Skip the Mush: An Introduction to Baby-Led Weaning

I always had this idea that one day I’d be pureeing foods for my baby, I never gave it another thought, that is just the way it is, right? But then I learned that cereal is not the right type of food to start baby on. It is nothing but processed food and processed foods are not good for anyone, period. So while researching this I came across Baby Led Weaning. Here I have put together a Q&A on BLW for you.
Here is my little man at 7 months eating whole blackberries. Unfortunately I don’t have many
pictures of him eating. I was too vigilant to worry about the camera!
What is BLW?
Simply put, BLW means to skip all purees and mushy foods and let baby feed himself solids. It puts an emphasis on exploring textures and tastes and letting baby set the pace for what and how much he eats at each meal, using baby’s desire to explore, play and discovery as well as to mimic the actions of the adults around him because at this age they are motivated by curiosity and not hunger.
What is a good age to start BLW?
The recommendations is 6 months of age. Some parents decide on it earlier or later until baby shows signs of readiness. According to the World Health Organization there is no need to introduce solids before 6 months of age and to exclusively breastfeed for those first 6 month. Please consult with your doctor first.
What are the signs of rediness?
It is very important not to start baby on solids until he shows developmental signs of being able to cope with food. Baby should be able to sit upright with little or no support. You can use a high chair or a Bumbo or the adults lap. Baby seems eager to try food by either imitating chewing or trying to reach for food and bringing it to his mouth.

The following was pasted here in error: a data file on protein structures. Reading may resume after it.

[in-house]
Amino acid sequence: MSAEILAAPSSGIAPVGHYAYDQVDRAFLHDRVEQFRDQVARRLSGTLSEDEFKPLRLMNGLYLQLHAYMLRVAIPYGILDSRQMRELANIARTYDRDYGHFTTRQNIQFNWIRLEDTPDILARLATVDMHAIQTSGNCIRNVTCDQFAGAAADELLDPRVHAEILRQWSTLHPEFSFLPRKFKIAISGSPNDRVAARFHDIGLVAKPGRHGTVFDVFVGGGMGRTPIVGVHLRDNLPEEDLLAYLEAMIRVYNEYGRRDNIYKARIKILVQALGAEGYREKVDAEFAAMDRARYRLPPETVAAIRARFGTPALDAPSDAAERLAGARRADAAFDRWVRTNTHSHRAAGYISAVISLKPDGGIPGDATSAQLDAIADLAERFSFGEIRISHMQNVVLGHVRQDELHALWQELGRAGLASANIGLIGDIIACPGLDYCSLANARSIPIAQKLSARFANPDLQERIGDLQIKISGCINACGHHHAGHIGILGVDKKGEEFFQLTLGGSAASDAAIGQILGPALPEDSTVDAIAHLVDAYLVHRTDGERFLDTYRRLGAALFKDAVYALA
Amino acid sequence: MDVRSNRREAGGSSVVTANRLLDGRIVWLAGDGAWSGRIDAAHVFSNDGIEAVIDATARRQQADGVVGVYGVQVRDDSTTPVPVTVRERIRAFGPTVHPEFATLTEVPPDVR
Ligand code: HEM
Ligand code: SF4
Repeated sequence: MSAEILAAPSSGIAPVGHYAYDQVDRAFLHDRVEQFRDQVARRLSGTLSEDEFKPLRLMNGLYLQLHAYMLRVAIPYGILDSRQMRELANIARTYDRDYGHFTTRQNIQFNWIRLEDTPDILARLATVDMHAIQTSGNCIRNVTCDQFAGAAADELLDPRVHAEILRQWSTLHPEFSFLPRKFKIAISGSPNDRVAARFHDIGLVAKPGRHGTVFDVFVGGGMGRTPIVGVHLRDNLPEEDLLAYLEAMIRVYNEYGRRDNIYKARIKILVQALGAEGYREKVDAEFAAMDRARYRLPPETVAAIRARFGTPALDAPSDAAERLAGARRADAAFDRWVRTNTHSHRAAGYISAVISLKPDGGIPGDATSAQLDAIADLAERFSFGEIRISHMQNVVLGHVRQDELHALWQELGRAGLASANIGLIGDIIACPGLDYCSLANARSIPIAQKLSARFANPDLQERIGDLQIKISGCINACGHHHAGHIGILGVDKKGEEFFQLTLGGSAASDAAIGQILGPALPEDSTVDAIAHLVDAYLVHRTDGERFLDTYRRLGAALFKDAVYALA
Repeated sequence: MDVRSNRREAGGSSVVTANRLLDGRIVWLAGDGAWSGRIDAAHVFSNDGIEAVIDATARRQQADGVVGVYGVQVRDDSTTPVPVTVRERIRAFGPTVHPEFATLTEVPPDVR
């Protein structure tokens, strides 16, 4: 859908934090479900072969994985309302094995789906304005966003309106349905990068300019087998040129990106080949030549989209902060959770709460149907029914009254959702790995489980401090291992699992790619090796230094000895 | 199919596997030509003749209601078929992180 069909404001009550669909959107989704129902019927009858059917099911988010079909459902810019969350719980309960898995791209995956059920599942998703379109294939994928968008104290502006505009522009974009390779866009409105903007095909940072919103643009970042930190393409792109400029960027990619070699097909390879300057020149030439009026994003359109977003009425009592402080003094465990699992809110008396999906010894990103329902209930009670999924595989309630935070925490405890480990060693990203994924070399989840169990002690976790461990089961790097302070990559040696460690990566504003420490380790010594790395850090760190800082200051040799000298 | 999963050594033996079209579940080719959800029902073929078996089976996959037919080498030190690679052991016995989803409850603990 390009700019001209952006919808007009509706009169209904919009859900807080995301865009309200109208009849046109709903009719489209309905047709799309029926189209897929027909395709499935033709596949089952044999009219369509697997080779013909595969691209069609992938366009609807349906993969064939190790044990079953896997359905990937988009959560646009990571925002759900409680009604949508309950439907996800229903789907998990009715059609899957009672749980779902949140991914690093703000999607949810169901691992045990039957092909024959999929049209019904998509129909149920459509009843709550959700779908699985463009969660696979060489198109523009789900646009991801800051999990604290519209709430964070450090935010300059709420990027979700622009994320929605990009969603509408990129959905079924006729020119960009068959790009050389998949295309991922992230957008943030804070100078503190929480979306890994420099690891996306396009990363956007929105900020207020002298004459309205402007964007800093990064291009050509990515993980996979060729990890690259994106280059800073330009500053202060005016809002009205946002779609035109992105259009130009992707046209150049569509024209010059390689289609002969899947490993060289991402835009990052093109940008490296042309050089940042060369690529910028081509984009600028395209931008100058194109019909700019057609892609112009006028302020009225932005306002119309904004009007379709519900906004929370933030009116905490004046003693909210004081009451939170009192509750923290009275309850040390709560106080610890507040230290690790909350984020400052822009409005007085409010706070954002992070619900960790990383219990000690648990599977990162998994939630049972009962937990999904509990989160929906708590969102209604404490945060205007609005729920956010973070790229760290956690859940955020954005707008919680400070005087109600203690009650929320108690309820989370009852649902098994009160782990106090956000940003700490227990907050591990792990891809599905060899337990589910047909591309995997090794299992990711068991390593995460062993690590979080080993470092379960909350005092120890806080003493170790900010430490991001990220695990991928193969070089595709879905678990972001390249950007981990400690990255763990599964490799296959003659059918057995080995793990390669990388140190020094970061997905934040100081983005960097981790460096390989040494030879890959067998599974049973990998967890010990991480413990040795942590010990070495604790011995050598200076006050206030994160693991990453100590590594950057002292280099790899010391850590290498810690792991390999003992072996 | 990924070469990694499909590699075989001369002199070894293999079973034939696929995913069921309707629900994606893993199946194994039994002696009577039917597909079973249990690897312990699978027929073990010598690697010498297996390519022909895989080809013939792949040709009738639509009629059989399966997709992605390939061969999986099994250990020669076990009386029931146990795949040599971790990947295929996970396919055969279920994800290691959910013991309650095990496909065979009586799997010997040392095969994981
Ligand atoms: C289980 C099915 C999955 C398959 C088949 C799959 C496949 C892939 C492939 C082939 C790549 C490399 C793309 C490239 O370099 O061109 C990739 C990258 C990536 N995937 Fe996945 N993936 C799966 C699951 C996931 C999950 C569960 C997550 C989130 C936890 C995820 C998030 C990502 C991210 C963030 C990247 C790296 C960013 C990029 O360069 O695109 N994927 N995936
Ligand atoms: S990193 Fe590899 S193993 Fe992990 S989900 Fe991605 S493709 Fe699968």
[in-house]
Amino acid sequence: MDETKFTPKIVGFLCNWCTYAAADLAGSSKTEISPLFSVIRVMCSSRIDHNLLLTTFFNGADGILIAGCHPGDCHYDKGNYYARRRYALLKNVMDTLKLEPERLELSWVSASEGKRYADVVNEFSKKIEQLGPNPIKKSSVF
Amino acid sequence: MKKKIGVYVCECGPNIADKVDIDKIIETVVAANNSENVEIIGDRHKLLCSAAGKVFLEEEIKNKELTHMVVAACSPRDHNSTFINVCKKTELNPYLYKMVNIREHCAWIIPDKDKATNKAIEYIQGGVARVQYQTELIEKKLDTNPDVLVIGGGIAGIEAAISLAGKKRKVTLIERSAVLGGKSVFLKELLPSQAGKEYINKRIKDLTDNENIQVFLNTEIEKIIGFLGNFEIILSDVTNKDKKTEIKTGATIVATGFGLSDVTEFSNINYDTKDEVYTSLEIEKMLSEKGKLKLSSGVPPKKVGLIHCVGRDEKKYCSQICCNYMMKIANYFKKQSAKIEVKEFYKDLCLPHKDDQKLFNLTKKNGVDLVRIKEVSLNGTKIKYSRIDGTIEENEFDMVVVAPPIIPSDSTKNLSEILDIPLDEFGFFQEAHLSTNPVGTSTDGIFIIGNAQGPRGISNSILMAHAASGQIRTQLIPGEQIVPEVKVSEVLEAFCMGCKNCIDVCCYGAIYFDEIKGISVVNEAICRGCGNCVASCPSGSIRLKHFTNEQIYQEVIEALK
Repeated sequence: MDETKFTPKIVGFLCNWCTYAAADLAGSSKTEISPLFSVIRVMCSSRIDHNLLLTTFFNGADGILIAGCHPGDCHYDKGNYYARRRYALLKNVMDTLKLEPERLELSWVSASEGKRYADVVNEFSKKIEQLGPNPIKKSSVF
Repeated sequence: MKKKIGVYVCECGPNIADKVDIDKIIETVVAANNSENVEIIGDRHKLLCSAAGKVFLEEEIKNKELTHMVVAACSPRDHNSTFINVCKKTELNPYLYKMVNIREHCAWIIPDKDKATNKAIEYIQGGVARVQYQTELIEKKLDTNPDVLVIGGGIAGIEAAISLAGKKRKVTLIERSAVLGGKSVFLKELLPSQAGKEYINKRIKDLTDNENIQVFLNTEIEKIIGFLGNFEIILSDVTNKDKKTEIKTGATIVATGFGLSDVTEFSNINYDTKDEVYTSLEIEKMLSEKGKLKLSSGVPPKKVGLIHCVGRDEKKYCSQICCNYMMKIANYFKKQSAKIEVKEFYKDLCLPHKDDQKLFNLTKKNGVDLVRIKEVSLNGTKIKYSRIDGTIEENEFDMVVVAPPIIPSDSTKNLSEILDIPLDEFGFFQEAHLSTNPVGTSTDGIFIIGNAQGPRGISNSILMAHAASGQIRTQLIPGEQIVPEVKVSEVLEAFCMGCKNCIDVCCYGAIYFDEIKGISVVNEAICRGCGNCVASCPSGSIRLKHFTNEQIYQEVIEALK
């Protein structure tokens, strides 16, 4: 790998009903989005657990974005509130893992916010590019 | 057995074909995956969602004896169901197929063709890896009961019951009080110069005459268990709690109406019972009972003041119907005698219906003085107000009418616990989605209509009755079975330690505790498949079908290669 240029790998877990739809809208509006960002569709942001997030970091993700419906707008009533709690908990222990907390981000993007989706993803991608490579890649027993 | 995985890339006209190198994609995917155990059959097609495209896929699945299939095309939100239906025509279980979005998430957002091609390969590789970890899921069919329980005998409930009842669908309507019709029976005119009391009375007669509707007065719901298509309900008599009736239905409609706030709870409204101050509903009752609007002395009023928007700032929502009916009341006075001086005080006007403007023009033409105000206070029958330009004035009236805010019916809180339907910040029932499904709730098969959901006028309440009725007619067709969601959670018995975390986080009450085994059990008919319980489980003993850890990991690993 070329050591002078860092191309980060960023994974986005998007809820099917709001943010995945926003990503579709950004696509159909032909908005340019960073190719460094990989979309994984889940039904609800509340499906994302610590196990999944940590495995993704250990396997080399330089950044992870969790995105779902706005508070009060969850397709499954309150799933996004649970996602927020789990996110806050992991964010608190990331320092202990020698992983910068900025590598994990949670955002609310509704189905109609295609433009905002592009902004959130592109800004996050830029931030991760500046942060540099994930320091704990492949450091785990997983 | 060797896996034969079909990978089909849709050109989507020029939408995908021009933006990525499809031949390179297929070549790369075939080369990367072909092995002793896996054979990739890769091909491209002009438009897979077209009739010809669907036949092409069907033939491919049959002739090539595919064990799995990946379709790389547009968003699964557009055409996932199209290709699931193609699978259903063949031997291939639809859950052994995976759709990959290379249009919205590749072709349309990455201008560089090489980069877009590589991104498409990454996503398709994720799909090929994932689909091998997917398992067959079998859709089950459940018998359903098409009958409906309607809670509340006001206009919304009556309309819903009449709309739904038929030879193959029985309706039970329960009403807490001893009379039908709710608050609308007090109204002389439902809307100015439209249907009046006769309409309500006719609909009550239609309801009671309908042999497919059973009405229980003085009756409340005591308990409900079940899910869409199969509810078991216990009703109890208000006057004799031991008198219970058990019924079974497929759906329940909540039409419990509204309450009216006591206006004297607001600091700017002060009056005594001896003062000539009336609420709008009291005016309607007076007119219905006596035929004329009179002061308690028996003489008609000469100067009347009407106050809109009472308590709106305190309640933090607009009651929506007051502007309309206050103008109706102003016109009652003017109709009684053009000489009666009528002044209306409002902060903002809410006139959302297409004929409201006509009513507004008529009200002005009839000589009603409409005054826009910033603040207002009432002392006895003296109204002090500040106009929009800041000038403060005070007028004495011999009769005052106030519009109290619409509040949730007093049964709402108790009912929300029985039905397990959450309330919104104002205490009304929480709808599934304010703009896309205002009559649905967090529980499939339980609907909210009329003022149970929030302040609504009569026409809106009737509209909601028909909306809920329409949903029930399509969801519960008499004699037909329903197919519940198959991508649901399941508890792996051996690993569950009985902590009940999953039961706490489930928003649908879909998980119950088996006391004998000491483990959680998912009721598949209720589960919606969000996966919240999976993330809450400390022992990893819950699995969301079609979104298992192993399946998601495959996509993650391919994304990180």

Won’t baby choke?
A 6 months old eating steamed broccoli.
source: www.babyledweaning.com
This is a valid concern for any parent. However, babies who are in control of what they eat are at less risk of choking as opposed to spoon fed babies. This is because they are not yet capable of swallowing until they learn to chew and they learn to chew by first moving food around their mouths. Spoon feeding, by contrast, encourages the baby to suck the food straight to the back of his mouth, potentially making choking more likely.
What if baby is not getting enough in to ensure nutrition?
At this age meal time is play and exploration. Babies are getting the bulk of their nutrition via breast milk or formula. BLW does in fact encourages babies to be more adventurous with textures and tastes. It is important to follow baby’s cues since this is a “baby-led” approach you don’t want to override his ability to regulate his food intake by constantly trying to feed baby. This means no more “airplane” or bargaining “one more bite.”
Baby has no teeth/only a couple of teeth, how can he effectively chew?
You’d be surprise at the power those little gums have! At first there is little food intake and once they move onto the chewing phase and then to swallowing just by gumming the food is enough and by the time they are actively chewing and ingesting they most likely have at least a couple teeth which is enough.
Do I have to cook or prepare foods separately or in a special way for baby?
 No! That’s the beauty of it. Given of course you cook healthy meals for the adults and older kids in your family. Baby eats what you eat, no more cooking for baby. No steaming and pureeing. If you are not yet in the habit of eating and cooking healthy whole foods, this will definitely give you that extra push you need. My recommendations would be to cook without salt and sugar, they are not healthy for you much less for baby. Cook with coconut oil or organic butter instead of vegetable oils.
How do I ensure safety while letting baby feed himself?
 As I already mentioned, baby is in control and is less likely to choke. But please don’t leave baby unattended. Serve foods in a “steak fry” shape or food with a “handle”. And don’t forget to make sure baby is sitting up right.
What are some foods I can start with?
Nothing is really off limits, that said, some foods just work best. Here are some examples.
  • Avocados. They are a super food, mono saturated fats, vitamins and minerals.
  • Bananas. An electrolyte dream, full or calcium, potassium easy to digest.
  • Sweet potatoes. Low in sodium high in vitamin B6 and potassium.
  • Pears. The least acidic of fruits, high in vitamin C and K.
But you can let baby experiment with anything. Just make sure that foods are cooked somewhat soft yet hard enough for him to grab and handle.
A 6 months old eating a whole pear
Source: borstvoeding.com
What can I expect?